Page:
Konrad Beckmann's PicoCart64 Is a Raspberry Pi Pico or RP2040 Stamp-Powered Nintendo 64 Flash Cart

Designed to load homebrew software from ROM files stored on an SD card, this board is driven by the RP2040's flexible PIO blocks.

Gareth Halfacree
3 days agoRetroTech / HW101

Maker Konrad Beckmann has proven that it's possible to boot a Nintendo 64 console from a Raspberry Pi Pico — and is using that knowledge to build a flash cartridge for homebrew games, based around a Solder Party RP2040 Stamp.

"When I hear people say something is not possible or highly unlikely to succeed, that motivates me," Beckmann writes of the inspiration behind the self-set challenge of using a $4 microcontroller to boot a cartridge-based games console launched in 1996. "Turns out you can use a Raspberry Pi Pico to boot homebrew on your Nintendo 64 after all!"

Knowing it's physically possible gave Beckmann the boost required to continue with a rather more elaborate project than a prototype with wires running into the Nintendo 64's cartridge slot: The PicoCart64, a custom-designed flash cartridge powered by the Solder Party RP2040 Stamp system-on-module.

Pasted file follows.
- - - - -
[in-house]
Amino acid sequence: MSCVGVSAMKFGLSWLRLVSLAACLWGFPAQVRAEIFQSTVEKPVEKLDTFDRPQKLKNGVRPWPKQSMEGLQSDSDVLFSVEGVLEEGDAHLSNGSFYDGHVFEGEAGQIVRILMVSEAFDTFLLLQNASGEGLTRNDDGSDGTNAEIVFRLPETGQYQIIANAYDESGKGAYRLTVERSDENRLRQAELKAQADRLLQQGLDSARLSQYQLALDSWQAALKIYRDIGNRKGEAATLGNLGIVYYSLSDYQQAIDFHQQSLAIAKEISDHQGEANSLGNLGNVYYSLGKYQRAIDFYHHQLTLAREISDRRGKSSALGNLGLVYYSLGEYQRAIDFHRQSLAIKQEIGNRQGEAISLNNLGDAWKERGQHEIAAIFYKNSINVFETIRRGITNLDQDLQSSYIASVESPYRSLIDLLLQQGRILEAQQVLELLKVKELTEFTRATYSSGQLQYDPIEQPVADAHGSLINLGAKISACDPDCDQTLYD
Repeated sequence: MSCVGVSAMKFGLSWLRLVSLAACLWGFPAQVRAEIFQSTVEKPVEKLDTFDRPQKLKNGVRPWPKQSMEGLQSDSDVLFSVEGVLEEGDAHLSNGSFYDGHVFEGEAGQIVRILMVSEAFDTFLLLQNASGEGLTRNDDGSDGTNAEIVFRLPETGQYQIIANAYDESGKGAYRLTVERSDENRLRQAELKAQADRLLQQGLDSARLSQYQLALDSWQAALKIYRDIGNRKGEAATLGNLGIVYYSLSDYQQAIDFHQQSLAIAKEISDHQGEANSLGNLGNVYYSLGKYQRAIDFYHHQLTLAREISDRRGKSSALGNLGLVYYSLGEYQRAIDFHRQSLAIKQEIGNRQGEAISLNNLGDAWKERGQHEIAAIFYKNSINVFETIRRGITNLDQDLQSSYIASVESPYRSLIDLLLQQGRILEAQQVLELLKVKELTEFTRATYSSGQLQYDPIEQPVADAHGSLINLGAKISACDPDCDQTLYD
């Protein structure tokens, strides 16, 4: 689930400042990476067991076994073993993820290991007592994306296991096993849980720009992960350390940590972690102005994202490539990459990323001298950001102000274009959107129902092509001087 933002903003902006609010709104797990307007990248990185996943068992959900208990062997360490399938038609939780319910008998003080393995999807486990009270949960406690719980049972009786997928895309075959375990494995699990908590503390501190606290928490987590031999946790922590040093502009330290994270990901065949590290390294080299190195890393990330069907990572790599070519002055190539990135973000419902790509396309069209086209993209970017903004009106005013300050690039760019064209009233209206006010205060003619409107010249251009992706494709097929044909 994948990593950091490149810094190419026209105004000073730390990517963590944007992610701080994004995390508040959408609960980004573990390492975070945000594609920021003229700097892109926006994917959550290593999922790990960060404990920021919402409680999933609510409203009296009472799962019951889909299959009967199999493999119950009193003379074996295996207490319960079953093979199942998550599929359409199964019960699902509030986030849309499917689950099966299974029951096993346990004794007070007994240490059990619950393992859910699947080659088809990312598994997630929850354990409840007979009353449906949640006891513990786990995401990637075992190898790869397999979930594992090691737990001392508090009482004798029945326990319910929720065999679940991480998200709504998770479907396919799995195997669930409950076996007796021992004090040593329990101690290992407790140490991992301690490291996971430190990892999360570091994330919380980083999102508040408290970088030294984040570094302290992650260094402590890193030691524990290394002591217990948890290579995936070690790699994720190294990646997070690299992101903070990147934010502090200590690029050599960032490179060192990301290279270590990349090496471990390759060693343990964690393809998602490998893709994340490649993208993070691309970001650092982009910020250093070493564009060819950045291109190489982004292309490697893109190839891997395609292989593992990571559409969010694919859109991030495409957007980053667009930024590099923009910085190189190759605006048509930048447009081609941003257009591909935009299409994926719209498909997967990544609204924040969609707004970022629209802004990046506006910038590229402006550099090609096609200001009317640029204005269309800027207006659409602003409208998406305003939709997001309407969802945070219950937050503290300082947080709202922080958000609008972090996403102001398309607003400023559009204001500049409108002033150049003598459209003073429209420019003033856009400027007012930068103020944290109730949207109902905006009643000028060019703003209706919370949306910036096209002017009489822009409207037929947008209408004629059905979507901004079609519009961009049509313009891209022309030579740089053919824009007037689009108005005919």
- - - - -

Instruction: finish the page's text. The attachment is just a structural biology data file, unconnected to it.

"The Raspberry Pi Pico [or RP2040 Stamp] emulates a game cartridge by responding to bus requests, providing data which is fetched from the external flash," Beckmann explains of the cartridge's operation. "The IO handling is implemented using the Pico's unique PIO [Programmable Input/Output]. [The lockout chip, designed to prevent unauthorised software running on a Nintendo 64 is] running on the [RP2040's] second core. The Pico is awesome."

The flash cartridge, which holds an RP2040 Stamp module in the middle either soldered down or via FlexyPin removable mounts, includes a microSD card slot for ROM storage and a USB Type-C port for data connectivity. Inserted into the Nintendo 64's cartridge slot, it bypasses the lock-out mechanism and allows any compatible code to load and boot — running on the original Nintendo hardware, with only the cartridge access captured and emulated.

More details of the project are available on Beckmann's Twitter thread, while the — as-yet untested — KiCad board design and software source code can be found on the project's GitHub repository under an unspecified open-source license.

Gareth Halfacree
Freelance journalist, technical author, hacker, tinkerer, erstwhile sysadmin. For hire: freelance@halfacree.co.uk.
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